Suggestive as Pater's definition is, however,it is obviously too vague and sweeping to carryus far in our quest. It does not explain whyMonteverde, with his revolutionary dominantseventh chords, or the Florentine composersof the early seventeenth century, with theirunheard-of free recitative, were not quite as genuineromanticists as Schubert with his whimsicalmodulation and Schumann with his harshdissonances. We have still to ask why, insteadof appending our label of "romantic" to the innovatorsof centuries earlier than the nineteenth,we confine it to that comparatively small groupof men who immediately followed Beethoven.
The answer is to be found in the distinctnessof the break that occurred in musical developmentat this time, the striking difference intype between the compositions of Beethoven andthose of his successors. From Philipp Emanuel[Pg 6]Bach up to Beethoven, the romanticism of eachindividual composer merely carried him a stepforward on a well-established path; it promptedhim to refine here, to pare away there, to expandthis feature, to suppress that, in a schemeof art constantly maturing, but retaining alwaysits essential character. With Beethoven, however,this particular scheme of art, of which thetype is the sonata, with its high measure offormal beauty and its generalized expression,reached a degree of perfection beyond which itcould not for the moment go. The romanticimpulse toward novelty of Beethoven's successorshad to satisfy itself, therefore, in someother way than by heightening abstract æstheticbeauty or general expressiveness; until new technicalresources could be developed the limit wasreached in those directions. Beethoven hadhimself, meanwhile, opened the door on an invitingvista of possibilities in a new field—thatof highly specialized, idiosyncratic, subjectiveexpression. He had shown how music, withMozart so serene, detached, and impersonal,could become a language of personal feeling,of individual passion, even of whim, fantasy,[Pg 7]and humor. It was inevitable that those whocame after him should seek their novelty,should satisfy their curiosity, along this newpath of subjectivism and specialized expression.And as this music of the person, as we maycall it, which now began to be written, was differentnot only in degree but in kind from theobjective art which prepared the way for it, itis natural that in looking back upon so strikinga new departure we should give it a specialname, such as romanticism.
As for the other line of demarcation, whichseparates the romantic period from what we callthe modern, that is purely arbitrary. "Modern"is a convenient name for us to give to thosetendencies from which we have not yet got farenough away to view them in large masses andto describe them disinterestedly. As the blurof too close a vision extends back for us to 1870or thereabout, we find it wise to let our romanticperiod, about which we can theorize and formhypotheses, end there for the present. But italready seems clear enough that the prevalenttendency even in contemporary music is still thepersonal and subjective one that distinguished[Pg 8]the early romantic period. Probably ourgrandchildren will extend that period fromBeethoven's later works to those of some composeryet unborn. And thus we have, in studyingthe romantic composers, the added interestthat we are in a very real sense studying ourselves.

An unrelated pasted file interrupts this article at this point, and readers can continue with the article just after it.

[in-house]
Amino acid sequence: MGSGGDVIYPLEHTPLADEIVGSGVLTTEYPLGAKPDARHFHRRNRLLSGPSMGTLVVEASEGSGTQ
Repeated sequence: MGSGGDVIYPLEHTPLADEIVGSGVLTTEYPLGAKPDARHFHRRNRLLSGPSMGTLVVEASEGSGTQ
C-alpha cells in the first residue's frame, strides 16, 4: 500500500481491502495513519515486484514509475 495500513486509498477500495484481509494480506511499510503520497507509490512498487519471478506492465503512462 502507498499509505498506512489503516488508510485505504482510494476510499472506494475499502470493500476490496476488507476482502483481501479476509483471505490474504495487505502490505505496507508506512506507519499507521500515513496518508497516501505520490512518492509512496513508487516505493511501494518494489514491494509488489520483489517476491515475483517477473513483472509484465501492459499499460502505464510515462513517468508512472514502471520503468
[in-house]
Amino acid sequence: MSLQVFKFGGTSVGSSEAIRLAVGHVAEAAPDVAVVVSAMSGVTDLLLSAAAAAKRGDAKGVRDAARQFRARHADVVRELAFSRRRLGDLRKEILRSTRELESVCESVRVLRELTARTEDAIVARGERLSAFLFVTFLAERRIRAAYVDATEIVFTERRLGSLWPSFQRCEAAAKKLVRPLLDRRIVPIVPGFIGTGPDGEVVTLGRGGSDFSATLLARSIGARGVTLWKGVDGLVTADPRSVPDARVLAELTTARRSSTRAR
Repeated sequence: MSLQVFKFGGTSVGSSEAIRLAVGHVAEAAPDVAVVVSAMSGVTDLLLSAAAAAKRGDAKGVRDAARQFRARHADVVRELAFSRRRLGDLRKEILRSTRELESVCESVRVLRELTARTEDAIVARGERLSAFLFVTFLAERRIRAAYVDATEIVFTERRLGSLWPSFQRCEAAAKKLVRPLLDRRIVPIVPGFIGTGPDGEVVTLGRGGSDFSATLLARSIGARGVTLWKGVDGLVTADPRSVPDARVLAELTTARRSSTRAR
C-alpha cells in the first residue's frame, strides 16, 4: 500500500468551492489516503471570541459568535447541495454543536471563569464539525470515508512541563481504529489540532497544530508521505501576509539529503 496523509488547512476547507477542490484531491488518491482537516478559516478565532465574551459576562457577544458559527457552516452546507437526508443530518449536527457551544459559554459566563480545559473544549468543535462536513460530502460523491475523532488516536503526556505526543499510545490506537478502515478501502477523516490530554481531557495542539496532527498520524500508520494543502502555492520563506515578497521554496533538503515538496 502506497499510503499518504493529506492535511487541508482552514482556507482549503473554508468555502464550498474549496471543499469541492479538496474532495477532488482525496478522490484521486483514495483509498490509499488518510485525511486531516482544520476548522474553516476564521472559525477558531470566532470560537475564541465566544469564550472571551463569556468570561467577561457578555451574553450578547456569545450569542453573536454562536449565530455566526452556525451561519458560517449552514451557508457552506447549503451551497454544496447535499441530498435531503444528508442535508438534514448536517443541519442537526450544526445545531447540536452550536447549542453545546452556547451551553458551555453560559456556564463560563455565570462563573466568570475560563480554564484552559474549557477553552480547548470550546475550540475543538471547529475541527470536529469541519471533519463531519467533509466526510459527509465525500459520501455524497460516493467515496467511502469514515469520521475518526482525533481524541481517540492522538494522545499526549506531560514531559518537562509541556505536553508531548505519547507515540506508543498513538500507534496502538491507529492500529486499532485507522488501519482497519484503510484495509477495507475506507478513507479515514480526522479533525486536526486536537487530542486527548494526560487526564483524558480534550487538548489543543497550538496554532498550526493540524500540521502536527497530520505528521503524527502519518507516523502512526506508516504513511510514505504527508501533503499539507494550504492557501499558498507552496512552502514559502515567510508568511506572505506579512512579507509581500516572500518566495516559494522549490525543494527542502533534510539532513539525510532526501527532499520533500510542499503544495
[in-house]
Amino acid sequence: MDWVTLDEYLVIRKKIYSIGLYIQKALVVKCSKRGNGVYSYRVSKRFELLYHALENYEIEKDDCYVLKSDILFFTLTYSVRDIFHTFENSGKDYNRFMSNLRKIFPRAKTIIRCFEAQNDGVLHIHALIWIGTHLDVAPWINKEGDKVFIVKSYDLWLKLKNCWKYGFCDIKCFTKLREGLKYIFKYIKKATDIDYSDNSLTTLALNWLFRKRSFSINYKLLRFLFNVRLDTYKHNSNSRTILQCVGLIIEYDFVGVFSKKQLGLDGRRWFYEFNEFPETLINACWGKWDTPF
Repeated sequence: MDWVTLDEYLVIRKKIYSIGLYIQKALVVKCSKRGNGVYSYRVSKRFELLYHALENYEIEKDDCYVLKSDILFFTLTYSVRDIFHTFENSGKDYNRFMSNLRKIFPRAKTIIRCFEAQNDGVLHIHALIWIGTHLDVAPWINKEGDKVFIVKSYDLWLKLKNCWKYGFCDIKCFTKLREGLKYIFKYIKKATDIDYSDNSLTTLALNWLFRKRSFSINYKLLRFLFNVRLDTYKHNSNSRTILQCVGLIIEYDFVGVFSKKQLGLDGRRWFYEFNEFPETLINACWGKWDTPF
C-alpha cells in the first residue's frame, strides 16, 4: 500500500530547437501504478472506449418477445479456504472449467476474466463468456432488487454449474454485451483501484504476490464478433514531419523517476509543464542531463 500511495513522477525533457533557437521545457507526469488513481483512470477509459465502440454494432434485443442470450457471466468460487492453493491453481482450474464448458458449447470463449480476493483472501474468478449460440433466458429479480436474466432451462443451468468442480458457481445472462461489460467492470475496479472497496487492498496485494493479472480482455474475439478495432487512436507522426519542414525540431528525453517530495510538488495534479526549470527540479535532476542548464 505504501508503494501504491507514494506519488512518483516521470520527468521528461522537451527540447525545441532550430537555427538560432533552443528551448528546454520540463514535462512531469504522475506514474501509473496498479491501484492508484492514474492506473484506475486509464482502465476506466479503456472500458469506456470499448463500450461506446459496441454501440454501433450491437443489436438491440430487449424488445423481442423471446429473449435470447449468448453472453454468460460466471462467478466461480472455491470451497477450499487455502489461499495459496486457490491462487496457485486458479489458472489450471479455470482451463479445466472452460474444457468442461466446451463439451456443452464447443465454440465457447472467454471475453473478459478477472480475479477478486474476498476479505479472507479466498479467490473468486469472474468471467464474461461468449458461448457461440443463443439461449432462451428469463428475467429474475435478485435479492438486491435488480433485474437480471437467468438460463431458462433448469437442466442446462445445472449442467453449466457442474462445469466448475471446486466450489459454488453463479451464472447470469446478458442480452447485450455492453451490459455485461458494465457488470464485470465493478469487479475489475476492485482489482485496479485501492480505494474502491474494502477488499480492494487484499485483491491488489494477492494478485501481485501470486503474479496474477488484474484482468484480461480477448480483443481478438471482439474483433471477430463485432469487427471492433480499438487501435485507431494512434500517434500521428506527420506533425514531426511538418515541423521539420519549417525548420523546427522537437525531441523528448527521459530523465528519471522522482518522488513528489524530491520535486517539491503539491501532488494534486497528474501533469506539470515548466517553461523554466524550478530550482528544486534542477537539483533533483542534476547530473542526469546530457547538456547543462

If, with a view to getting a more precise notionof the new tendencies, we ask ourselves nowwhat are the salient differences between a classicaland a romantic or modern piece of music,we shall be likely to notice at once certain traitsof the latter, striking enough, which are neverthelessincidental rather than essential to romanticism,and must be discounted before wecan come at its inmost nature. These changeshave come chiefly as a result of the general evolutionof musical resources, and though necessarilymodifying the romantic methods, are notprimary causes or effects of them. Thus, forexample, the nineteenth century has seen an extraordinarydevelopment in the mechanism ofall musical instruments, and in the skilful use[Pg 9]of them by musicians. This is impressed uponus by the most cursory glance at any modernorchestral score. Haydn's and Mozart's orchestraconsisted of a nucleus of strings, with afew pairs of wood and brass wind instrumentsadded casually for solos or to reinforce certainvoices in the harmonic tissue. The scheme wasfundamentally monochromatic, however muchit might be set off by bits of color here andthere. By the time of Wagner the orchestrawas essentially a group of several orchestras ofdivers colors: the addition of a third flute, ofEnglish horn to the oboe family, of bass clarinet,and of contrafagotto made each group of thewood-wind instruments capable of fairly completeharmony; the horns were increased innumber from two to six or eight, the bass trumpetmade possible complete chords for the trumpets,and there were four trombones and achoir of tubas. Thus, instead of having a uniformfoundation, with variety merely in thetrimming, the modern orchestra has complete,independent choirs of